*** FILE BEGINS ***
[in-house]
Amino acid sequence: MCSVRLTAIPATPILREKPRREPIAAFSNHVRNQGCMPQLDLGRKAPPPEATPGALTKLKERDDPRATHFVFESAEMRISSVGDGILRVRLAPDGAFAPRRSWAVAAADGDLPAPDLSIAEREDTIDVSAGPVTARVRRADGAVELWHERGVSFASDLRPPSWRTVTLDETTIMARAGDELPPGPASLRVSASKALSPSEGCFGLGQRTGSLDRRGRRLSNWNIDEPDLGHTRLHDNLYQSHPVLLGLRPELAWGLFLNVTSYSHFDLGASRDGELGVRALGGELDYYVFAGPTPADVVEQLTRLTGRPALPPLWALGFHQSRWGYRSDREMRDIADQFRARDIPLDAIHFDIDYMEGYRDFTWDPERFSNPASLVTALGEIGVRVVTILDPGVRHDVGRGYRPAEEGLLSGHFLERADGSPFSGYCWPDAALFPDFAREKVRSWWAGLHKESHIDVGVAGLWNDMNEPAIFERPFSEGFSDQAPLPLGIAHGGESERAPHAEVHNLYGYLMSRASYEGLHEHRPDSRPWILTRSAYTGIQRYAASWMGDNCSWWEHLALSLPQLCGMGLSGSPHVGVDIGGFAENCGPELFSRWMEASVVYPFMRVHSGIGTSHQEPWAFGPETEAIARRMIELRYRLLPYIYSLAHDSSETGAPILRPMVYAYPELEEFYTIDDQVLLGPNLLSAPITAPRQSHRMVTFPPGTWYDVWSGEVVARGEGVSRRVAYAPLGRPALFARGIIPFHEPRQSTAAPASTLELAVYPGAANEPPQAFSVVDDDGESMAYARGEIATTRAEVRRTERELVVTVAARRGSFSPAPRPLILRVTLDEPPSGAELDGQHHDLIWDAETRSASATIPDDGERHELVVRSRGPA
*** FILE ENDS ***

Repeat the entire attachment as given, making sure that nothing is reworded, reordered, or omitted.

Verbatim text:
[in-house]
Amino acid sequence: MCSVRLTAIPATPILREKPRREPIAAFSNHVRNQGCMPQLDLGRKAPPPEATPGALTKLKERDDPRATHFVFESAEMRISSVGDGILRVRLAPDGAFAPRRSWAVAAADGDLPAPDLSIAEREDTIDVSAGPVTARVRRADGAVELWHERGVSFASDLRPPSWRTVTLDETTIMARAGDELPPGPASLRVSASKALSPSEGCFGLGQRTGSLDRRGRRLSNWNIDEPDLGHTRLHDNLYQSHPVLLGLRPELAWGLFLNVTSYSHFDLGASRDGELGVRALGGELDYYVFAGPTPADVVEQLTRLTGRPALPPLWALGFHQSRWGYRSDREMRDIADQFRARDIPLDAIHFDIDYMEGYRDFTWDPERFSNPASLVTALGEIGVRVVTILDPGVRHDVGRGYRPAEEGLLSGHFLERADGSPFSGYCWPDAALFPDFAREKVRSWWAGLHKESHIDVGVAGLWNDMNEPAIFERPFSEGFSDQAPLPLGIAHGGESERAPHAEVHNLYGYLMSRASYEGLHEHRPDSRPWILTRSAYTGIQRYAASWMGDNCSWWEHLALSLPQLCGMGLSGSPHVGVDIGGFAENCGPELFSRWMEASVVYPFMRVHSGIGTSHQEPWAFGPETEAIARRMIELRYRLLPYIYSLAHDSSETGAPILRPMVYAYPELEEFYTIDDQVLLGPNLLSAPITAPRQSHRMVTFPPGTWYDVWSGEVVARGEGVSRRVAYAPLGRPALFARGIIPFHEPRQSTAAPASTLELAVYPGAANEPPQAFSVVDDDGESMAYARGEIATTRAEVRRTERELVVTVAARRGSFSPAPRPLILRVTLDEPPSGAELDGQHHDLIWDAETRSASATIPDDGERHELVVRSRGPA